Here are the aims of the next President of the European Commission, Ursula von der Leyden.
- She wants to see “A united states of Europe – run along the lines of the federal states of Switzerland, Germany or the USA.”
- She wants an EU army: ” “Europe has to build an army,” Wolfgang Clement wrote in this space yesterday. He’s right!”
Is she alone? Are these just some aberrant views not shared by other European leaders, who despite this nominated her to the most powerful office in the EU? Many Remain supporters express doubt that this is actually the EU’s aim, instead believing the lie that ‘a vote for Remain is a vote for the status quo.’ Last month I was accused of ‘paranoia’ and this being my ‘pet apocalypse’ for saying that a factor behind my decision to vote Leave was the EU’s desire to become a nation state.
Well no, it’s not unusual. Below are some top EU leaders openly supporting federalism. I’ve deliberately just picked some of the biggest names that people are likely to have heard of; if we went down to vice-presidents, group leaders and deputies one could find many more.
- In 2005, Guy Verhofstadt, the current chief Brexit negotiator of the European Parliament, wrote a book called (in Dutch) ‘The United States of Europe‘ arguing that this was the desire of the majority of the EU’s population.
- In 2014, the then Prime Minister of Italy, Matteo Renzi, said he would work towards establishing a United States of Europe.
- Barroso, the previous Commission President, called for a major transformation of the European Union into a “federation of nation states”.
- In 2017, Martin Schulz, a former President of the European Parliament, called to establish a United States of Europe within the next eight years.
Even leaders who don’t explicitly back the federal project consistently push for more Europe. Macron, for example, has called for an EU-wide minimum wage, an EU army and greater harmony in many other areas. And of course the call for ‘Ever Closer Union’ is baked into the EU treaties themselves, a course of direction that can only have one end.
This is not remotely secret or a strange conspiracy theory. Full political integration is the openly stated goal of many current EU leaders and was baked into the ideals of the EU from the beginning:
- Schuman envisaged ‘gradual political integration’
- Adenauer explicitly called for a ‘United States of Europe’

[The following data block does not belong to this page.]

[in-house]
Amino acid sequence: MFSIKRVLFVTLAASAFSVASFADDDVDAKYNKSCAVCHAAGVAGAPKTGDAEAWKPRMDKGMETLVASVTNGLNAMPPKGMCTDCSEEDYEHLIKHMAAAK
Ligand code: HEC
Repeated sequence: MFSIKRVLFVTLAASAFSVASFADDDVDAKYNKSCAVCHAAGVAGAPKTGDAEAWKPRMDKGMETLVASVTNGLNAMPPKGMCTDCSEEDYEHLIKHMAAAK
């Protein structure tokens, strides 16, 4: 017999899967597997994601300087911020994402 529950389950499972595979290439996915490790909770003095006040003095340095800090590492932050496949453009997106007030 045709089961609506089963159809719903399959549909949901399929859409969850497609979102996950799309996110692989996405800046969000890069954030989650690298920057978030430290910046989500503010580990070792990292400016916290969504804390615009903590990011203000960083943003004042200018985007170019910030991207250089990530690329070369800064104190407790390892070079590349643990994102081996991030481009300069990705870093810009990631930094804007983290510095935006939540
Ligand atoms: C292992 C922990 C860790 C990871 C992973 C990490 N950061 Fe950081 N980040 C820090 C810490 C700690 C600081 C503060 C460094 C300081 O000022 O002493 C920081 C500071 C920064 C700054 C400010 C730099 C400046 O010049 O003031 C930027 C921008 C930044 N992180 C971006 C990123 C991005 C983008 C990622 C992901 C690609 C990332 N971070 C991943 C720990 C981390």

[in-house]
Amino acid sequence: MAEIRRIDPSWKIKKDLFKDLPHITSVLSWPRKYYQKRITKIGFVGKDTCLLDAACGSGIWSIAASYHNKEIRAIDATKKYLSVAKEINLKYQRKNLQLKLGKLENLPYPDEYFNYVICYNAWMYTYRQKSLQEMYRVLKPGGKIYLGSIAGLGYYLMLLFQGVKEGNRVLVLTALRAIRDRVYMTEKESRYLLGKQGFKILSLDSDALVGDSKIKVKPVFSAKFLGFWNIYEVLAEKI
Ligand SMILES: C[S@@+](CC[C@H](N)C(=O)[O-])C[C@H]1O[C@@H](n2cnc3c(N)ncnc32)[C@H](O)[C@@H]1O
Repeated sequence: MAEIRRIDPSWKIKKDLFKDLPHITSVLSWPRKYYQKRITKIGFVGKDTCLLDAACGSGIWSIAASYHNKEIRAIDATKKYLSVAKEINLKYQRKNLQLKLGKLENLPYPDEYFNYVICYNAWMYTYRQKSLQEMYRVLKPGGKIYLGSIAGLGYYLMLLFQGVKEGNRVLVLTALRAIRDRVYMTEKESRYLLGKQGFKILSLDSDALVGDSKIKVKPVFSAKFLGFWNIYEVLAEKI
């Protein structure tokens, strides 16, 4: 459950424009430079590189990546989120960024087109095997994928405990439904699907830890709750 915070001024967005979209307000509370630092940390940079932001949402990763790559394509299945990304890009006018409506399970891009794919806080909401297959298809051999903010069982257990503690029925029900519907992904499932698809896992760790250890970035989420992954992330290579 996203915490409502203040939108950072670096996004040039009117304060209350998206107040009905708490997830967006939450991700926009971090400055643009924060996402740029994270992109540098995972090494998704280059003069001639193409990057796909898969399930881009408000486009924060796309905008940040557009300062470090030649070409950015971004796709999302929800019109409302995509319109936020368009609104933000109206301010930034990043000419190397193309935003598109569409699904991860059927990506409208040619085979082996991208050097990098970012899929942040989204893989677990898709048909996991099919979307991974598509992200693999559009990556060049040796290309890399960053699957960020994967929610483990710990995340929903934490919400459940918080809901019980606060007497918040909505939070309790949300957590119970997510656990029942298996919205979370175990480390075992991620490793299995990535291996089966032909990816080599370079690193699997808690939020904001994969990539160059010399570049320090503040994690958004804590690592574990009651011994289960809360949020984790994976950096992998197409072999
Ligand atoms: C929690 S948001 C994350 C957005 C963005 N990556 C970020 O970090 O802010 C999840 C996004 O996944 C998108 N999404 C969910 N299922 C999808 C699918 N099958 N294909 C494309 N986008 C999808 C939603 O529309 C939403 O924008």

- Monnet established an “‘Action Committee for the United States of Europe”
- Spinelli (another of the Founding Fathers) is described on the Commission’s site as an ‘unrelenting federalist’ and he presented a draft treaty for a federal Europe which the European Parliament overwhelmingly passed but wasn’t ratified by member states. Merkel, Hollande and Renzohad a symbolic meeting on the island where he was imprisoned (in WW2) just after the Brexit vote.
- Hallstein, the first Commission President, wanted a federal Europe.
There is nothing fundamentally wrong with this ambition. It is not one I share, but it is not in any way immoral or evil. There are, I know, some Remain voters who share this ambition, in which case they are right to wish to Remain. And, of course, it is not inevitable that the EU will be successful: the next financial crisis could cause it to fissure, stopping the federalist project in its tracks.
However, history teaches us that it is generally a good idea to believe political leaders when they say they want to do something controversial – particularly when it’s something we might prefer they didn’t. Given the EU has publicly, openly and consistently told us its direction of travel for the last half century, we would be well advised to take them at their word. And when considering our own position on Brexit, we should consider the possibility of a nation of Europe to be a likely circumstance within our lifetime – as if we do not wish to be part of it, much easier to get off now, than further down the route of Ever Closer Union.